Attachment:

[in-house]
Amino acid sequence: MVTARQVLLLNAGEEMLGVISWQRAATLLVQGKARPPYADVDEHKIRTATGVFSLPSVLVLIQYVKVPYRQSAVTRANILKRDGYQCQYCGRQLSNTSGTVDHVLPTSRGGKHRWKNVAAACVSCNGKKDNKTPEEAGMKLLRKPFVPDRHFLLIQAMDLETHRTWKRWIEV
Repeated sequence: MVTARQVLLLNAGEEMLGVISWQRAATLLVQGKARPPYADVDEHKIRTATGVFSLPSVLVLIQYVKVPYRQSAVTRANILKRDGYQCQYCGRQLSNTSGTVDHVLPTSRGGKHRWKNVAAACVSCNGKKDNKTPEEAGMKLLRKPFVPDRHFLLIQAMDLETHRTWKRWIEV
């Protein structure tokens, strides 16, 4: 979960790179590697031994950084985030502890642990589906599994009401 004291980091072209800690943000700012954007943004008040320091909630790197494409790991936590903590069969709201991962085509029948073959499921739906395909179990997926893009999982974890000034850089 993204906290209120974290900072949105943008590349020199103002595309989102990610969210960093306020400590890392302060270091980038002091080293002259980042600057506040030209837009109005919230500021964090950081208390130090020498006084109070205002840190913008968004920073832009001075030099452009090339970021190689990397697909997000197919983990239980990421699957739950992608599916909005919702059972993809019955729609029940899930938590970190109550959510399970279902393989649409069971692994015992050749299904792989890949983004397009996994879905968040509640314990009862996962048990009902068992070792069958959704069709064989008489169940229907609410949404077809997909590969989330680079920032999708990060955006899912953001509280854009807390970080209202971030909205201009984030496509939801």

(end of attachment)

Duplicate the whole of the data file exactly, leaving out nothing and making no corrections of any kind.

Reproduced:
[in-house]
Amino acid sequence: MVTARQVLLLNAGEEMLGVISWQRAATLLVQGKARPPYADVDEHKIRTATGVFSLPSVLVLIQYVKVPYRQSAVTRANILKRDGYQCQYCGRQLSNTSGTVDHVLPTSRGGKHRWKNVAAACVSCNGKKDNKTPEEAGMKLLRKPFVPDRHFLLIQAMDLETHRTWKRWIEV
Repeated sequence: MVTARQVLLLNAGEEMLGVISWQRAATLLVQGKARPPYADVDEHKIRTATGVFSLPSVLVLIQYVKVPYRQSAVTRANILKRDGYQCQYCGRQLSNTSGTVDHVLPTSRGGKHRWKNVAAACVSCNGKKDNKTPEEAGMKLLRKPFVPDRHFLLIQAMDLETHRTWKRWIEV
């Protein structure tokens, strides 16, 4: 979960790179590697031994950084985030502890642990589906599994009401 004291980091072209800690943000700012954007943004008040320091909630790197494409790991936590903590069969709201991962085509029948073959499921739906395909179990997926893009999982974890000034850089 993204906290209120974290900072949105943008590349020199103002595309989102990610969210960093306020400590890392302060270091980038002091080293002259980042600057506040030209837009109005919230500021964090950081208390130090020498006084109070205002840190913008968004920073832009001075030099452009090339970021190689990397697909997000197919983990239980990421699957739950992608599916909005919702059972993809019955729609029940899930938590970190109550959510399970279902393989649409069971692994015992050749299904792989890949983004397009996994879905968040509640314990009862996962048990009902068992070792069958959704069709064989008489169940229907609410949404077809997909590969989330680079920032999708990060955006899912953001509280854009807390970080209202971030909205201009984030496509939801």